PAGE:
unchienandalouBringing us to two days this week that best encapsulate the thick sticky freakiness we find ourselves in.

The mayor holds a press conference to announce that Ben Johnson and an actor from the TV series/movie franchise The Trailer Park Boys are joining the campaign team in some capacity. What capacity? Nobody’s quite sure. It will all become clear in due time. Or it won’t since forethought and strategic planning are not really what these guys are about. They’re more instinctual than that.

When you think Ben Johnson, what’s the first thing that comes to mind?

Right. Drugs. Steroids. Gold medal and record setting stripping steroids.

Seems an odd choice then, doesn’t it, for a mayor dogged by stories of personal drug use and outrageous drug-induced behaviour. We’re all mavericks and outlaws here, folks. The all-star Team Nobody’s Perfect. Are you?

But wait, it gets better. It always gets better with these guys. A bottomless pit of ¿¡WTF?!

The Toronto Star’s Daniel Dale reported today that the Trailer Park Boy the mayor introduced yesterday, Sam Tarasco, hosts an internet pot smoking show called High Fuckers. That’s right. High Fuckers. druglifeYou pay $4.20 a month to watch guys get high and shoot the shit. High Fuckers.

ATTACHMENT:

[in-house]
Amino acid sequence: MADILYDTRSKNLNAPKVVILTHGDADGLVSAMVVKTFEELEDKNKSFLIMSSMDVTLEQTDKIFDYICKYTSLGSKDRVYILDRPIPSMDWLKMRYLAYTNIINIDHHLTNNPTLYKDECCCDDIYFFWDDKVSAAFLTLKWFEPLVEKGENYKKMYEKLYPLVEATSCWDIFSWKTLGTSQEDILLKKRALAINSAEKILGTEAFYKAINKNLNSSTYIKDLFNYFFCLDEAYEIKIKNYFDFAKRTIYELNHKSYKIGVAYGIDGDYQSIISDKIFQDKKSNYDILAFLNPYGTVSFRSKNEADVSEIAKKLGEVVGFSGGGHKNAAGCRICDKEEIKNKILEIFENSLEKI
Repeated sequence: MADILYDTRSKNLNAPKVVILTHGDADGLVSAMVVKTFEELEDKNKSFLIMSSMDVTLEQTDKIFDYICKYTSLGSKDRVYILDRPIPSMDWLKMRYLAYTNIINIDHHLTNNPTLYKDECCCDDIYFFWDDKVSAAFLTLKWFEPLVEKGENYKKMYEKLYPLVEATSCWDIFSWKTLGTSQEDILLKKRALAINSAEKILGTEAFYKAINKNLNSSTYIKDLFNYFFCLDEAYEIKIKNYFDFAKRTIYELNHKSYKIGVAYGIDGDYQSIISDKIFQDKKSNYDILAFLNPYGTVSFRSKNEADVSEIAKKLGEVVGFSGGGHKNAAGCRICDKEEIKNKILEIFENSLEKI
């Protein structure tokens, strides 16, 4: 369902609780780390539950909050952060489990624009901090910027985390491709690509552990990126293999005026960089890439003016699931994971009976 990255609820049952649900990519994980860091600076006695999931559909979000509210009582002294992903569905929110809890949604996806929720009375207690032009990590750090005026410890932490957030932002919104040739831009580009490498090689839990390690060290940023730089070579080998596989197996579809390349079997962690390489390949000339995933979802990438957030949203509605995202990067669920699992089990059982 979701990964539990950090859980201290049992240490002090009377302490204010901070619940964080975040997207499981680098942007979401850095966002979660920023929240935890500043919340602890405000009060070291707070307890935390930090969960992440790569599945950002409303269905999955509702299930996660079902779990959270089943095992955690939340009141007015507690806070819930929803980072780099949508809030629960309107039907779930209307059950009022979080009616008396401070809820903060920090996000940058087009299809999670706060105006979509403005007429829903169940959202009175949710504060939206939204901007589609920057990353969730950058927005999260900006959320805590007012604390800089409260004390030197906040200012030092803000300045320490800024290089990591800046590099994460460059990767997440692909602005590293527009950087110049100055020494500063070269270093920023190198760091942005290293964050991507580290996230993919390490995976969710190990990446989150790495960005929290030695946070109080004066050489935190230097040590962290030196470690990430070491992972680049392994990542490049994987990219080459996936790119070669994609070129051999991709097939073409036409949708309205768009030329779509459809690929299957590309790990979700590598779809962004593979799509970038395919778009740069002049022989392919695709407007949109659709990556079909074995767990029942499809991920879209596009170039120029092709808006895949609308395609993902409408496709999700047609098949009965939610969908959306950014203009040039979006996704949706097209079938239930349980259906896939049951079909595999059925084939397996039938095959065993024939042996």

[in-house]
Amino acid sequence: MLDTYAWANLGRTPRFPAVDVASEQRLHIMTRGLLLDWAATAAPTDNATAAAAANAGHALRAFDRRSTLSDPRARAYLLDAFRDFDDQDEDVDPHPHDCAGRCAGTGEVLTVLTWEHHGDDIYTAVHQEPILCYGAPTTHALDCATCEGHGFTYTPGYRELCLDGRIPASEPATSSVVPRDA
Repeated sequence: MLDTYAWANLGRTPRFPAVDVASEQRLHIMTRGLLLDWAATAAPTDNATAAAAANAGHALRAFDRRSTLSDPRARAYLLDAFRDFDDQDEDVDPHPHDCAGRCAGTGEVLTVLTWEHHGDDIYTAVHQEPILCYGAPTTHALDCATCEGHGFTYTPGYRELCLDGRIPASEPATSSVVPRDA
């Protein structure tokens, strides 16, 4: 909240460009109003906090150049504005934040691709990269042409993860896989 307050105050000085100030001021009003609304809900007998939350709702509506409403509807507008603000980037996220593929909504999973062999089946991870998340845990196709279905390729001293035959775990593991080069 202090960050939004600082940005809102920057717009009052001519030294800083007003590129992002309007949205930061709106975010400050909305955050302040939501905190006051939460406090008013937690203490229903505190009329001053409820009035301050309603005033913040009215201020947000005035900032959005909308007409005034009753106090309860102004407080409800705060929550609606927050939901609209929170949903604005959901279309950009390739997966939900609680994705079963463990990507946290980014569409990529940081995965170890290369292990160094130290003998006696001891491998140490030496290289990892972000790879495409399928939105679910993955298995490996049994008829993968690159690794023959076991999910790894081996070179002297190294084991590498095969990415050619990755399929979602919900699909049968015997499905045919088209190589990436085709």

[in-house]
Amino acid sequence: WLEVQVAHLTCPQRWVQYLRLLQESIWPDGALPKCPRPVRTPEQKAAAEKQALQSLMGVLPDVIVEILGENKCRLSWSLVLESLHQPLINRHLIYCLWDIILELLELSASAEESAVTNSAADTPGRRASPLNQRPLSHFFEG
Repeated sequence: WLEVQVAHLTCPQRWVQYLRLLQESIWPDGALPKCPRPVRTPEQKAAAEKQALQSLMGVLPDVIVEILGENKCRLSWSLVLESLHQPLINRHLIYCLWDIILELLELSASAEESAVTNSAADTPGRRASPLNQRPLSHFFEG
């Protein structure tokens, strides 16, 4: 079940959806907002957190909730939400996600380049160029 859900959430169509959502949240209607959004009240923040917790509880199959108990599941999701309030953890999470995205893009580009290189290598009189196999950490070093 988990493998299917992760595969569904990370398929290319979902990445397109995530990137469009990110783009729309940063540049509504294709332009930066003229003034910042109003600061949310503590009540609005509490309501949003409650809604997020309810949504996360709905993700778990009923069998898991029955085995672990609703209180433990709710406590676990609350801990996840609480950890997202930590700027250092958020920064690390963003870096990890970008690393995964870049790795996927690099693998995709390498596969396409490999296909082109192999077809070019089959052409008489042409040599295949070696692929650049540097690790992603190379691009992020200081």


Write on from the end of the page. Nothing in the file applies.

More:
So instead of trying to distance itself from the heavy cloud of drugs and the drug life, Team Ford seems to be embracing it. Yeah, we do drugs. Yeah, we know people who do drugs. We’re not perfect. Are you?

Counterintuitive? That doesn’t even begin to describe it. Like much of the way they operate, there just isn’t an English word to do it justice. It’s post-verbal.

While all this… whatever you want to call it… was happening, there was also much excitement over the new edition of Mayor Ford bobbleheads. $100 a pop and bearing almost no resemblance to the man himself, we’re told proceeds would be going into the mayor’s campaign war chest. Hmmm, we wondered. Would those purchasing a bobblehead be eligible for the 75% candidate donation rebate the city offers? If so, they’d be a steal at just $25. You could easily make a healthy return on that with an eBay sale.